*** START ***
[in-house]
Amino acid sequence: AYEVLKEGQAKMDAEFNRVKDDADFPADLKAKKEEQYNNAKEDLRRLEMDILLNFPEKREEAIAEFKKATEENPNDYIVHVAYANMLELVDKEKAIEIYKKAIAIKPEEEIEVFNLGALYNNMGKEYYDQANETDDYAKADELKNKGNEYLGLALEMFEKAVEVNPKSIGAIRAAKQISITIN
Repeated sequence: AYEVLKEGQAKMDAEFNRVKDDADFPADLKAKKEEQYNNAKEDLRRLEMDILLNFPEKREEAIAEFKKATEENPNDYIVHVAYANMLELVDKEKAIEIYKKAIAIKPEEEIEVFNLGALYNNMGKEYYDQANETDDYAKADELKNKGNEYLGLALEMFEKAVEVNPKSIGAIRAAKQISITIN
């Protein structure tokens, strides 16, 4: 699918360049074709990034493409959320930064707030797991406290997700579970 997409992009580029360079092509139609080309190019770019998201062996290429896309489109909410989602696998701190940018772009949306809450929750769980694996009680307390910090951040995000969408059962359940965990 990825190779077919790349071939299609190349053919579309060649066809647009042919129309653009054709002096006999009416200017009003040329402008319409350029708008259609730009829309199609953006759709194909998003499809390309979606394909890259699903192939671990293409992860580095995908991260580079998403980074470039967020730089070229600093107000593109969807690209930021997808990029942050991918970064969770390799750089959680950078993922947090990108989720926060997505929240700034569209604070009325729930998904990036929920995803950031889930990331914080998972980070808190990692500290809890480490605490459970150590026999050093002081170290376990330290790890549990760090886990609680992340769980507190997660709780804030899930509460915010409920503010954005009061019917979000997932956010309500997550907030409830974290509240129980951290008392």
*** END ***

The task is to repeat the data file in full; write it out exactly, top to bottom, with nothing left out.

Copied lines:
[in-house]
Amino acid sequence: AYEVLKEGQAKMDAEFNRVKDDADFPADLKAKKEEQYNNAKEDLRRLEMDILLNFPEKREEAIAEFKKATEENPNDYIVHVAYANMLELVDKEKAIEIYKKAIAIKPEEEIEVFNLGALYNNMGKEYYDQANETDDYAKADELKNKGNEYLGLALEMFEKAVEVNPKSIGAIRAAKQISITIN
Repeated sequence: AYEVLKEGQAKMDAEFNRVKDDADFPADLKAKKEEQYNNAKEDLRRLEMDILLNFPEKREEAIAEFKKATEENPNDYIVHVAYANMLELVDKEKAIEIYKKAIAIKPEEEIEVFNLGALYNNMGKEYYDQANETDDYAKADELKNKGNEYLGLALEMFEKAVEVNPKSIGAIRAAKQISITIN
């Protein structure tokens, strides 16, 4: 699918360049074709990034493409959320930064707030797991406290997700579970 997409992009580029360079092509139609080309190019770019998201062996290429896309489109909410989602696998701190940018772009949306809450929750769980694996009680307390910090951040995000969408059962359940965990 990825190779077919790349071939299609190349053919579309060649066809647009042919129309653009054709002096006999009416200017009003040329402008319409350029708008259609730009829309199609953006759709194909998003499809390309979606394909890259699903192939671990293409992860580095995908991260580079998403980074470039967020730089070229600093107000593109969807690209930021997808990029942050991918970064969770390799750089959680950078993922947090990108989720926060997505929240700034569209604070009325729930998904990036929920995803950031889930990331914080998972980070808190990692500290809890480490605490459970150590026999050093002081170290376990330290790890549990760090886990609680992340769980507190997660709780804030899930509460915010409920503010954005009061019917979000997932956010309500997550907030409830974290509240129980951290008392």